The Panti Sisters
Directed by Rodolfo “Jun” Robles Lana
THE ACCLAIMED writer and director Rodolfo “Jun” Robles Lana once again proves his versatility and attention to craftsmanship as a director. The naughty but nice script by Ivan Payawal, is full of the usual cultural allusions, which have trickled down from the cornucopia of kabaklaan (Filipino Gay Culture), to enrich Filipino popular culture as a whole: e.g., the Panti patriarch’s (John Arcilla) legal wife is Nora (Carmi Martin) and his déclassé mistress is Vilma (Rosanna Roces). Apart from the obvious funny of the family name Panti, the eldest son Gabriel or Gabbi’s (Paolo Ballesteros) drag name is Vukaka and his culinary specialty is kare-kareng kokak (literally frog curry, but the joke is simply in the childish alliteration). Arcilla plays it straight and insists that his effeminate sons address him always as “Don Emilio.” He is a willing foil to everyone else. It is his character who sets the premise from which the entire film’s plot loopily spools out.
Don Emilio is dying of testicular cancer and, like a fairy tale potentate, he demands that his three sons produce heirs within the year if they would be deserving of a share in his kingdom. Thus, these three luscious fruits of his loins whom he had so unceremoniously banished when they dared to out themselves, return to their ancestral home, not as princes but as flaming queens. It’s a familiarly irreverent take on the princes in the well-loved centuries-old Filipino corrido and zarzuela, those traditional forms which were staples of our early cinema, such as Siete Infantes de Lara (Manuel Conde, 1950) and the various versions of Ibong Adarna. The latter has been parodied as Ang Hiwaga ng Ibong Adarna (Pablo Santiago, 1972) which starred comic greats Babalu, Dolphy, and Panchito as the three princes.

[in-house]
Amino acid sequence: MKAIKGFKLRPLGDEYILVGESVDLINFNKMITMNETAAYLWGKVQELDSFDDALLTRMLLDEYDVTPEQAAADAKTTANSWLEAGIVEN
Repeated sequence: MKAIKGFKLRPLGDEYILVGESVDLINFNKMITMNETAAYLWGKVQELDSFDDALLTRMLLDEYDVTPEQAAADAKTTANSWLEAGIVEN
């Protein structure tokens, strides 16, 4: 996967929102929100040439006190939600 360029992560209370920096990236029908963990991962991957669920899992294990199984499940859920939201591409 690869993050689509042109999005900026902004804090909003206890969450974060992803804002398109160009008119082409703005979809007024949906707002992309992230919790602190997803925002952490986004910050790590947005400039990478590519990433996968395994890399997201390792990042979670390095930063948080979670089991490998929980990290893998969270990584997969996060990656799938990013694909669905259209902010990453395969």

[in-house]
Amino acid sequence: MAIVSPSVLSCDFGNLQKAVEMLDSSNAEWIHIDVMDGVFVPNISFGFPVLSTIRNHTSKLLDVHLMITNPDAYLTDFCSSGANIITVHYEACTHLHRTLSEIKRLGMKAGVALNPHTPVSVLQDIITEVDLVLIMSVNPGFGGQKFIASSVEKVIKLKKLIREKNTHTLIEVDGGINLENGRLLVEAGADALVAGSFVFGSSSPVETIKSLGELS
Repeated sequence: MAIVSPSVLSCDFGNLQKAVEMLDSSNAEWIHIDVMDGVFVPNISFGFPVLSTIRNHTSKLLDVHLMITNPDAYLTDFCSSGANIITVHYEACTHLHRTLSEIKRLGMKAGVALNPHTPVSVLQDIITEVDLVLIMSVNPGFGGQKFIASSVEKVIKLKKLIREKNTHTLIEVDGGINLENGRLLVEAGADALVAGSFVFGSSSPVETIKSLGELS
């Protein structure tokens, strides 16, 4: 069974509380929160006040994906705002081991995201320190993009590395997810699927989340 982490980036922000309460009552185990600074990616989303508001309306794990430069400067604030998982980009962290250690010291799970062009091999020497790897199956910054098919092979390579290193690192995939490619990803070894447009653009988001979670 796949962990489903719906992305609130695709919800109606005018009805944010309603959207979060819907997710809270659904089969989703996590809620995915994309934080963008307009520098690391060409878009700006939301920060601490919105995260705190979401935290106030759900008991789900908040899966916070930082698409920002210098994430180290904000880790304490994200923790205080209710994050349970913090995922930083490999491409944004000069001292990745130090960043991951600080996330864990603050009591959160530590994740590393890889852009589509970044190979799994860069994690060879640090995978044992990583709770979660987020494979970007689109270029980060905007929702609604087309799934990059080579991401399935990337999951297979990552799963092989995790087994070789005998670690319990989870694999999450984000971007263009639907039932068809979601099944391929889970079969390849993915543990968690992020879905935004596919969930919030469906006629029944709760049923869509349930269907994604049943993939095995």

There are no bumbling servants here, but the ever-present sidekick-BFFs are played with impeccable timing and charm by Via Antonio as Chiqui, the tomboy next door who’s been in love with Samuel (Christian Bables) since they were in the elementary grades, and Roxanne Barcelo as the free-spirited Joy. Jorass Gamboa as Zernan, Daniel’s (Martin del Rosario) live-in boyfriend, does a hilarious shower dance with a kitchen sink sprayer.
Everyone is having so much fun playing off each other, that one barely notices the more sobering realities in the plot which has as many twists and turns as a slinky. The Panti Sisters also brings up uncomfortable issues, foremost of which is homophobia, but there are also the patriarchy, violence against women, abortion and who owns women’s bodies. However, it never gets strident or preachy about it. Everything remains reassuringly PG-13.
Especially noteworthy are the different styles of each Panti sister: Daniel is the K-Pop cutie with a smile like cotton candy; Samuel is the 1980s proto-punk throwback, whose kink is role-playing Bella Swan of the Twilight franchise; the eldest, Gabriel, dresses up as a pageant queen, but when he’s not in drag, his Hawaiian printed shirts disturbingly channel Buhay Party List Congressman Lito Atienza — who does not exactly have a positive association with the LBGTQ+ community. But as RuPaul, who successfully brought drag into mainstream cable TV, declared: “Own who you are and celebrate it.” The Panti Sisters are definitely owning it.